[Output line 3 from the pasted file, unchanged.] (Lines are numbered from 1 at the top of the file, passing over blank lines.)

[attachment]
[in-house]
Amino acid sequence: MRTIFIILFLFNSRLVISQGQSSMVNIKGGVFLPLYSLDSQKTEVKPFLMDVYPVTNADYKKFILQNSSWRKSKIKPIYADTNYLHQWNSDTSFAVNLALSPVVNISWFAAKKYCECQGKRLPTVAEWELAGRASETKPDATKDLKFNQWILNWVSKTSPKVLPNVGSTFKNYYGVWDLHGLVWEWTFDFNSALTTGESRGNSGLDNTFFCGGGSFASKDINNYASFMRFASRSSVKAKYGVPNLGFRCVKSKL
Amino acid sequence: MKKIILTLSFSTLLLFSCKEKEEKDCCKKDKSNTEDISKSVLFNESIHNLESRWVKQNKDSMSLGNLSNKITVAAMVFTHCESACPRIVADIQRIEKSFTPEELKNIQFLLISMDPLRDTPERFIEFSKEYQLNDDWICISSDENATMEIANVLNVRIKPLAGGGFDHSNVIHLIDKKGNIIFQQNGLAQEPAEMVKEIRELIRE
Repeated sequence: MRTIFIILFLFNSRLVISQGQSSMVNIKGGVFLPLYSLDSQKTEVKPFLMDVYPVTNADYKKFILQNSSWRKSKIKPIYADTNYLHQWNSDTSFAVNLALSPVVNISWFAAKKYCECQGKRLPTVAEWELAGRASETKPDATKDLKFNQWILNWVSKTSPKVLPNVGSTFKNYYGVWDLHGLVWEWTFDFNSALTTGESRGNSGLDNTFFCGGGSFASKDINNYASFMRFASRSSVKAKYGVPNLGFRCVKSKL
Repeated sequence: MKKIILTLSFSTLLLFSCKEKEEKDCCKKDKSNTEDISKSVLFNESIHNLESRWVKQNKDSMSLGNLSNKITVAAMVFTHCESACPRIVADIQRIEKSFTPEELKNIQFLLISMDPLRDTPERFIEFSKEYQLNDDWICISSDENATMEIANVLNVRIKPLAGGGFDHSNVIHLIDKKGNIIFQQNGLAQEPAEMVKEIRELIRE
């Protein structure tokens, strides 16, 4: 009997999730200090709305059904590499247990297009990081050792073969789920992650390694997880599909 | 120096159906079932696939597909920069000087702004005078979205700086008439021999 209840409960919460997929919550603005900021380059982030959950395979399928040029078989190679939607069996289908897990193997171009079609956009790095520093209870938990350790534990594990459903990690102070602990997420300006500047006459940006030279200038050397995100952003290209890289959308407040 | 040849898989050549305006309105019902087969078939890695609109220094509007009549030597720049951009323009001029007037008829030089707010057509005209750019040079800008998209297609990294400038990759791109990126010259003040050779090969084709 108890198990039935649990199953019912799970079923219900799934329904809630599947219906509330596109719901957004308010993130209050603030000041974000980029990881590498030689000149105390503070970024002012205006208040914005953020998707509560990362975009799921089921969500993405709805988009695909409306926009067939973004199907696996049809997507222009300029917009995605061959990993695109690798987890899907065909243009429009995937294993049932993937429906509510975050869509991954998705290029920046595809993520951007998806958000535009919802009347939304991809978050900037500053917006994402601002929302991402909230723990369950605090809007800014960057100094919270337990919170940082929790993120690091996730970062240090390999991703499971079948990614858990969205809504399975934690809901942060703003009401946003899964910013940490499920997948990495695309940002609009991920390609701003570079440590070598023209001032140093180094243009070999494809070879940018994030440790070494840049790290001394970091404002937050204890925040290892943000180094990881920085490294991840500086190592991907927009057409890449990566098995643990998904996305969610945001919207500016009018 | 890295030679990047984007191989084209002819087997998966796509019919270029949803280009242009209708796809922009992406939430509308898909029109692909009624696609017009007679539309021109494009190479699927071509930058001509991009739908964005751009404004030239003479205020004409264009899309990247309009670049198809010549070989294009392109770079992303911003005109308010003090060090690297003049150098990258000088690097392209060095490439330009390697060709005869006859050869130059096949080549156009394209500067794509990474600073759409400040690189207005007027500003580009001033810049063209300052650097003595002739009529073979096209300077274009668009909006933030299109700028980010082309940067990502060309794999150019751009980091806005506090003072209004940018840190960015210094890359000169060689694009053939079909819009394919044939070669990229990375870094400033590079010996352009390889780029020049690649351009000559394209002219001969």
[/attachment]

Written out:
Amino acid sequence: MKKIILTLSFSTLLLFSCKEKEEKDCCKKDKSNTEDISKSVLFNESIHNLESRWVKQNKDSMSLGNLSNKITVAAMVFTHCESACPRIVADIQRIEKSFTPEELKNIQFLLISMDPLRDTPERFIEFSKEYQLNDDWICISSDENATMEIANVLNVRIKPLAGGGFDHSNVIHLIDKKGNIIFQQNGLAQEPAEMVKEIRELIRE